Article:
Promotion of products purchased by the influencer

How to disclose:

  • Ad, Advertisement, Sponsored, Promotion, paid ad
  • For free products: “Company X gave me this product to try…
  • Do not use: thank you, partnersp
  • For Instagram posts: Insert label above the “more” button
  • For videos: At the beginning of the video, not solely in video description
  • Not within a string of hashtags or in block of text

What needs to be disclosed?

According to FTC guidelines, endorsements have to be disclosed. The commission defines endorsements as “any advertising message that consumers are likely to believe reflects the opinions, beliefs, findings, or experiences of a party other than the sponsoring advertiser” (§255.0 b).

This definition clearly includes messages spread by influencers, endorsers, testimonials. Additionally, the FTC states that endorsements have to “reflect the honest opinions, findings, beliefs, or experience” of the influencer.

To clarify what an endorsement is and what is not, the FTC presents various examples.

No endorsement:

A consumer who regularly purchases a particular brand of dog food decides one day to purchase a new, more expensive brand made by the same manufacturer. She writes in her personal blog that the change in diet has made her dog’s fur noticeably softer and shinier, and that in her opinion, the new food definitely is worth the extra money.

No endorsement:

Assume that rather than purchase the dog food with her own money, the consumer gets it for free because the store routinely tracks her purchases and its computer has generated a coupon for a free trial bag of this new brand.


Assume now that the consumer joins a network marketing program under which she periodically receives various products about which she can write reviews if she wants to do so. If she receives a free bag of the new dog food through this program, her positive review would be considered an endorsement under the Guides.

1 Paid promotions and free products

The Commission highlights that as soon as a material connection is present between an influencer and brand or company, this requires disclosure:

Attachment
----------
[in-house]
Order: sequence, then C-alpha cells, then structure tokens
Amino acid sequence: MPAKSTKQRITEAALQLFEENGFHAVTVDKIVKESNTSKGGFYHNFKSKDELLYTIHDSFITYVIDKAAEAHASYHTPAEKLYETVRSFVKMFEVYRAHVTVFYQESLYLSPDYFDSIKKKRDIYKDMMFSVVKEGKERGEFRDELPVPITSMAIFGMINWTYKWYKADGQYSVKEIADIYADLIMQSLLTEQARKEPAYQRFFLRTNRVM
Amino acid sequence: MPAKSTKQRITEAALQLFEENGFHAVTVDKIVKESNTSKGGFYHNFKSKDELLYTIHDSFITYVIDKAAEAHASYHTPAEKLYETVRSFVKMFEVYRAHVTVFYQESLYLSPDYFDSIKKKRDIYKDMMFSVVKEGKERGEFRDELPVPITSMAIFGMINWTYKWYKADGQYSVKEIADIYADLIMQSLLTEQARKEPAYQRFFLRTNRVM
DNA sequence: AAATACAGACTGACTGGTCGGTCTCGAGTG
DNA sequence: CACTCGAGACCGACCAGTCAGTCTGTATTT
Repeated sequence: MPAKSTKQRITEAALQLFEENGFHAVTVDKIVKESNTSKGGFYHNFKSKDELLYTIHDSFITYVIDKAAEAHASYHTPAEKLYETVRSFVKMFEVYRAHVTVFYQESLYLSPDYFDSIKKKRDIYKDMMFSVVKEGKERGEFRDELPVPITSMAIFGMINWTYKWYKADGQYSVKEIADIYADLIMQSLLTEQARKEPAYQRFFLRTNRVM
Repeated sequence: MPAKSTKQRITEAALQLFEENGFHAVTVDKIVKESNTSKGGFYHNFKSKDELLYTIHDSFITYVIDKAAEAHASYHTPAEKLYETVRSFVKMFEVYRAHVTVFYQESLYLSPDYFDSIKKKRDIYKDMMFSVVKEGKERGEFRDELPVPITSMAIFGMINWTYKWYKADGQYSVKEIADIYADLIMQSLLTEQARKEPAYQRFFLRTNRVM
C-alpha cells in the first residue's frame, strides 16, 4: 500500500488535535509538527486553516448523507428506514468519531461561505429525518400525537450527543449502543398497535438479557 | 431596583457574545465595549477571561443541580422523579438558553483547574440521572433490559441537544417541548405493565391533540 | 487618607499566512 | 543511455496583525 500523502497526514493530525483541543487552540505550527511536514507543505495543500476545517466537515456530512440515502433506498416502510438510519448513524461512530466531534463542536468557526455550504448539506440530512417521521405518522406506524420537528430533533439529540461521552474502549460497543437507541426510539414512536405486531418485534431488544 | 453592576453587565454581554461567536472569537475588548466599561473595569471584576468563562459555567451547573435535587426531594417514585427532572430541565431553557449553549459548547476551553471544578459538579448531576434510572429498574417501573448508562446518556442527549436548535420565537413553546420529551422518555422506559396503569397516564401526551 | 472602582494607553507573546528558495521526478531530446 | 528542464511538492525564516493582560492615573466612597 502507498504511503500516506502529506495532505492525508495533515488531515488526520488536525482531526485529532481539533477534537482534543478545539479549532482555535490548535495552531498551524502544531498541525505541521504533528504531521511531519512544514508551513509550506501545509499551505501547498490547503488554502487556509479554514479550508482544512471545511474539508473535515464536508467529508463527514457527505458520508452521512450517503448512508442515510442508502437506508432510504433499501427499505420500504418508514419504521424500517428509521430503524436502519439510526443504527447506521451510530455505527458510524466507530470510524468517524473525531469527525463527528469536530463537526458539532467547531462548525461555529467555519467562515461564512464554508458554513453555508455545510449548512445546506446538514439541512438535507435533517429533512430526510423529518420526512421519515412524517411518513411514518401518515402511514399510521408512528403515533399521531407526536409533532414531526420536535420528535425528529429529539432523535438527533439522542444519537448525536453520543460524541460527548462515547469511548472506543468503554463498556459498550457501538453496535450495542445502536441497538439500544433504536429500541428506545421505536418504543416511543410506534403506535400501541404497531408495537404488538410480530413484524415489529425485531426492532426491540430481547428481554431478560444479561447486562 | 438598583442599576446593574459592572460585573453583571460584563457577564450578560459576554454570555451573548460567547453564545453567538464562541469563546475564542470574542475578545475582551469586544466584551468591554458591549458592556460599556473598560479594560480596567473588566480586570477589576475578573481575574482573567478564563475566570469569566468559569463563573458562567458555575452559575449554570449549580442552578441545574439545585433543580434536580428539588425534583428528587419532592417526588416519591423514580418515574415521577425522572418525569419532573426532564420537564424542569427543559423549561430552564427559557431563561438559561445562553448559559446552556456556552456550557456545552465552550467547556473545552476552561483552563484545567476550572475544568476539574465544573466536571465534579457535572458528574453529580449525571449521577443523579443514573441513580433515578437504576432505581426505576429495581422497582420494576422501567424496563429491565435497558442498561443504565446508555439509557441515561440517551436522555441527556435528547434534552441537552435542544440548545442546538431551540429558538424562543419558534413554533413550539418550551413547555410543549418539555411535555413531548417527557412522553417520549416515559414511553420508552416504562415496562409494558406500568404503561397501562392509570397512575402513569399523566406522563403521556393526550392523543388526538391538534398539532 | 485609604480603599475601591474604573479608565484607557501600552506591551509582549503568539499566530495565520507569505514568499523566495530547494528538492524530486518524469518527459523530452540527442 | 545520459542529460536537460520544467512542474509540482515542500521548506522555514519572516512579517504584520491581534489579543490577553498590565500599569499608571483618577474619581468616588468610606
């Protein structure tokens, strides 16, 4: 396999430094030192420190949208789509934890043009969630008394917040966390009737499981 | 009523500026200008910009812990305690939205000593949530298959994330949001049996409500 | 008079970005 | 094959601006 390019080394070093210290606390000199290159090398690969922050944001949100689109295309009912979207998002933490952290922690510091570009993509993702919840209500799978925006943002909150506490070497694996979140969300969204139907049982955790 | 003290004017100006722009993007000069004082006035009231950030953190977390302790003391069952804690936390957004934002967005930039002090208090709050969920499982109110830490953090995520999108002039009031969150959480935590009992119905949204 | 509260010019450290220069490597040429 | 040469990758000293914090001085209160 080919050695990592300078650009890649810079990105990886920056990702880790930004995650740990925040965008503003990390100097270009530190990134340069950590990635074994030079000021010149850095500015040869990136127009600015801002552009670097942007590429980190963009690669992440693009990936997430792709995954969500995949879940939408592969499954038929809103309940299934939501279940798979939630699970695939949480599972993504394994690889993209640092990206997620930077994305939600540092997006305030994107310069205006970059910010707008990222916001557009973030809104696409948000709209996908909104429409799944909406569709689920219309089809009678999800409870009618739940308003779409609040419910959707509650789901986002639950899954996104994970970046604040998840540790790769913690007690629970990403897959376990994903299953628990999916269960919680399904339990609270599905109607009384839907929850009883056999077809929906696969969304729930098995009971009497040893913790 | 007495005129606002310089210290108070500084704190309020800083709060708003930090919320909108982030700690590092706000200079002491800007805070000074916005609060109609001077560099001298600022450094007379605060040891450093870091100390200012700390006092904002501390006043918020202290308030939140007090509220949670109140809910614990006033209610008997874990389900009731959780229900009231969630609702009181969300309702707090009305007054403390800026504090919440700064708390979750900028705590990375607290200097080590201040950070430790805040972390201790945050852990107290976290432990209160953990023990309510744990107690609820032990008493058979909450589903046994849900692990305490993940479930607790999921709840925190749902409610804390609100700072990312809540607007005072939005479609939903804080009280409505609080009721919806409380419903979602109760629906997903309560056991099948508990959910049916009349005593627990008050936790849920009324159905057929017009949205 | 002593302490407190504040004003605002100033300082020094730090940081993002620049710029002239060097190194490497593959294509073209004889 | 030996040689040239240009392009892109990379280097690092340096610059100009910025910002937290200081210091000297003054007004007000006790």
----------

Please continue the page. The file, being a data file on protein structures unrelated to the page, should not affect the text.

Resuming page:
When there exists a connection between the endorser and the seller of the advertised product that might materially affect the weight or credibility of the endorsement (i.e., the connection is not reasonably expected by the audience), such connection must be fully disclosed. For example, […] the advertiser should clearly and conspicuously disclose either the payment or promise of compensation prior to and in exchange for the endorsement […].

Thus, whenever a material compensation (money, products, services) is given to the influencer, the influencer has to disclose the respective posting as an advertisement.


Essentials ?? @cluse #timelessSummer #cluse #ad

A post shared by Kristin Sundberg (@kristinsundberg) on


Generally, if an influencer is being paid for featuring a product in a posting or receives a different kind of value, the influencer has to disclose the connection towards the brand.

The same goes for free products or services the influencer receives from a brand with the intention that the influencer promotes these products. The Commission highlights that a disclosure is required regardless of the product’s price level.

2 Affiliate Links

Affiliate links are links to online shops. If a user purchases a product via this link, the influencer receives a commission.

The FTC suggests using expressions like “I get commissions for purchases made through links in this post.” to disclose the financial benefits of the cooperation. The label has to be placed in close proximity to the link.